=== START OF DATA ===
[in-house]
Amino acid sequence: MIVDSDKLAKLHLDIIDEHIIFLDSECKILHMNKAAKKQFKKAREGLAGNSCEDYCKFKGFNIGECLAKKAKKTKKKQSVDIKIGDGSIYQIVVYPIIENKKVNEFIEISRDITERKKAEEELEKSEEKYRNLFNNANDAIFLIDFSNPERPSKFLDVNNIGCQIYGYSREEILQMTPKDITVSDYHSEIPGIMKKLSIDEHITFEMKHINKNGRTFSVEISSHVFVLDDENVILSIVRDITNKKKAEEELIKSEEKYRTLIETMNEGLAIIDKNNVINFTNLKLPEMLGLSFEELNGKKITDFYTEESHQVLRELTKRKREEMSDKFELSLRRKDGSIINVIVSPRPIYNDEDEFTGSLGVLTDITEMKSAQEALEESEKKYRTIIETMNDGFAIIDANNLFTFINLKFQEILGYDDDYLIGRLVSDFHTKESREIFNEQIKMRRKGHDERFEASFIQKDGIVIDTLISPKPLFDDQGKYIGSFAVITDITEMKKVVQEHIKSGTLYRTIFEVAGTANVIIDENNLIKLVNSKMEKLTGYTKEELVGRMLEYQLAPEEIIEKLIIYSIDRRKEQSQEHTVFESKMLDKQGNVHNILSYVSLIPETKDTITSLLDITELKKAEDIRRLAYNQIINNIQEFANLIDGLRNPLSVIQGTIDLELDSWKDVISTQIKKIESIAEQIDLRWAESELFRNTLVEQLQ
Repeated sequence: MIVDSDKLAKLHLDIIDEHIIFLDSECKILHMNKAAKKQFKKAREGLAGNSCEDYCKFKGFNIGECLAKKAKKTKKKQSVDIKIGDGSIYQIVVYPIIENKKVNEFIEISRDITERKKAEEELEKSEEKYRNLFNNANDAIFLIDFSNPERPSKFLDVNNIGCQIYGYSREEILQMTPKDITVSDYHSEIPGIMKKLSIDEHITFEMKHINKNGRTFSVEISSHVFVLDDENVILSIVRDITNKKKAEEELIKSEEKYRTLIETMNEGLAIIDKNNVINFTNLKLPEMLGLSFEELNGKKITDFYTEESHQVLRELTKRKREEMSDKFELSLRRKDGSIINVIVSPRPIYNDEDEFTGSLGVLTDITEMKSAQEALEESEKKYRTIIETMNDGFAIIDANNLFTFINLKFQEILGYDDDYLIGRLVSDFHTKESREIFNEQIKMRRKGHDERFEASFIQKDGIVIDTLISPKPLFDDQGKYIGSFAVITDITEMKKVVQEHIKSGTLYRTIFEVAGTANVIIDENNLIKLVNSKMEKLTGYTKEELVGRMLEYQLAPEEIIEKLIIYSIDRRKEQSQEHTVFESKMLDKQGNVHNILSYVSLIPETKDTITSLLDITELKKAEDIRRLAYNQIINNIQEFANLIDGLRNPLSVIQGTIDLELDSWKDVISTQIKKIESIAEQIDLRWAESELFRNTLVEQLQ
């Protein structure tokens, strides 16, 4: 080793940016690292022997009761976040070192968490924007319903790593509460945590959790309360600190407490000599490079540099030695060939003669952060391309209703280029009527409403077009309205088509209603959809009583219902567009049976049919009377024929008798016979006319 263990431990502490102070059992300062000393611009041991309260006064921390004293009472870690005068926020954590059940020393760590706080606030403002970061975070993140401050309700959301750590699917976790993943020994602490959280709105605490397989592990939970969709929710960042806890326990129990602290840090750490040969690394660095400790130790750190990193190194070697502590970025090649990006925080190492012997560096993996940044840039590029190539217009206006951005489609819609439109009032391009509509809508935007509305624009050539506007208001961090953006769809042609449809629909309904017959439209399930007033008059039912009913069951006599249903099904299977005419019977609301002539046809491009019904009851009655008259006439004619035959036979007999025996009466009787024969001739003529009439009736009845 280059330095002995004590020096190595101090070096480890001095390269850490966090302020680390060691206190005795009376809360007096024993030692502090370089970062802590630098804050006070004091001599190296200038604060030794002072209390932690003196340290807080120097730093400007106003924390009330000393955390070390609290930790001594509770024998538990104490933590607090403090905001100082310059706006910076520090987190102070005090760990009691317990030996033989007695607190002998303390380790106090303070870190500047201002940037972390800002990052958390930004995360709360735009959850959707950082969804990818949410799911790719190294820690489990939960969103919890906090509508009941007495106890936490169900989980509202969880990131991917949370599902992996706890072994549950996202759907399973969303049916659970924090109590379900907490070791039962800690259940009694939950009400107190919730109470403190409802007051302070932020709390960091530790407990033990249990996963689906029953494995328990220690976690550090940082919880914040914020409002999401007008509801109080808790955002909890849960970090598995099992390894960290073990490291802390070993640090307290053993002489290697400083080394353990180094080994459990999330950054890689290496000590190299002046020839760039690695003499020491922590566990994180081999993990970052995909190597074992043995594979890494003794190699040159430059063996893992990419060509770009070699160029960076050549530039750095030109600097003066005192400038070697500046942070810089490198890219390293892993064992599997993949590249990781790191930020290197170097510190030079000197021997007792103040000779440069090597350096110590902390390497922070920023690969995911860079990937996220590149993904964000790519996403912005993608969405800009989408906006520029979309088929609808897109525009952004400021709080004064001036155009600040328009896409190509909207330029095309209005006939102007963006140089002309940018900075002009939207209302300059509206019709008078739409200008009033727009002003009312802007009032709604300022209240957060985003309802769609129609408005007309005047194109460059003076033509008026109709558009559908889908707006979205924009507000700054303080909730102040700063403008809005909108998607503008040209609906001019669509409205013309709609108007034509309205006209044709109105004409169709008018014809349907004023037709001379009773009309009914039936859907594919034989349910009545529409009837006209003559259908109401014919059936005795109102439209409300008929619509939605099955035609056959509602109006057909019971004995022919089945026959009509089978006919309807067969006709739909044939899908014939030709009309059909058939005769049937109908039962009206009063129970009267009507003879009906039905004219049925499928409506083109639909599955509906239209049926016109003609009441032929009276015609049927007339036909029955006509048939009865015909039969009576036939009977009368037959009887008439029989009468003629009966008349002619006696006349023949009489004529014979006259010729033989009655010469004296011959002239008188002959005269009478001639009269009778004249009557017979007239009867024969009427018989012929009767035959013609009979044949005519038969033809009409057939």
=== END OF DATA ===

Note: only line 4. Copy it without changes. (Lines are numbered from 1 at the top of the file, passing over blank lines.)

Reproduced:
């Protein structure tokens, strides 16, 4: 080793940016690292022997009761976040070192968490924007319903790593509460945590959790309360600190407490000599490079540099030695060939003669952060391309209703280029009527409403077009309205088509209603959809009583219902567009049976049919009377024929008798016979006319 263990431990502490102070059992300062000393611009041991309260006064921390004293009472870690005068926020954590059940020393760590706080606030403002970061975070993140401050309700959301750590699917976790993943020994602490959280709105605490397989592990939970969709929710960042806890326990129990602290840090750490040969690394660095400790130790750190990193190194070697502590970025090649990006925080190492012997560096993996940044840039590029190539217009206006951005489609819609439109009032391009509509809508935007509305624009050539506007208001961090953006769809042609449809629909309904017959439209399930007033008059039912009913069951006599249903099904299977005419019977609301002539046809491009019904009851009655008259006439004619035959036979007999025996009466009787024969001739003529009439009736009845 280059330095002995004590020096190595101090070096480890001095390269850490966090302020680390060691206190005795009376809360007096024993030692502090370089970062802590630098804050006070004091001599190296200038604060030794002072209390932690003196340290807080120097730093400007106003924390009330000393955390070390609290930790001594509770024998538990104490933590607090403090905001100082310059706006910076520090987190102070005090760990009691317990030996033989007695607190002998303390380790106090303070870190500047201002940037972390800002990052958390930004995360709360735009959850959707950082969804990818949410799911790719190294820690489990939960969103919890906090509508009941007495106890936490169900989980509202969880990131991917949370599902992996706890072994549950996202759907399973969303049916659970924090109590379900907490070791039962800690259940009694939950009400107190919730109470403190409802007051302070932020709390960091530790407990033990249990996963689906029953494995328990220690976690550090940082919880914040914020409002999401007008509801109080808790955002909890849960970090598995099992390894960290073990490291802390070993640090307290053993002489290697400083080394353990180094080994459990999330950054890689290496000590190299002046020839760039690695003499020491922590566990994180081999993990970052995909190597074992043995594979890494003794190699040159430059063996893992990419060509770009070699160029960076050549530039750095030109600097003066005192400038070697500046942070810089490198890219390293892993064992599997993949590249990781790191930020290197170097510190030079000197021997007792103040000779440069090597350096110590902390390497922070920023690969995911860079990937996220590149993904964000790519996403912005993608969405800009989408906006520029979309088929609808897109525009952004400021709080004064001036155009600040328009896409190509909207330029095309209005006939102007963006140089002309940018900075002009939207209302300059509206019709008078739409200008009033727009002003009312802007009032709604300022209240957060985003309802769609129609408005007309005047194109460059003076033509008026109709558009559908889908707006979205924009507000700054303080909730102040700063403008809005909108998607503008040209609906001019669509409205013309709609108007034509309205006209044709109105004409169709008018014809349907004023037709001379009773009309009914039936859907594919034989349910009545529409009837006209003559259908109401014919059936005795109102439209409300008929619509939605099955035609056959509602109006057909019971004995022919089945026959009509089978006919309807067969006709739909044939899908014939030709009309059909058939005769049937109908039962009206009063129970009267009507003879009906039905004219049925499928409506083109639909599955509906239209049926016109003609009441032929009276015609049927007339036909029955006509048939009865015909039969009576036939009977009368037959009887008439029989009468003629009966008349002619006696006349023949009489004529014979006259010729033989009655010469004296011959002239008188002959005269009478001639009269009778004249009557017979007239009867024969009427018989012929009767035959013609009979044949005519038969033809009409057939």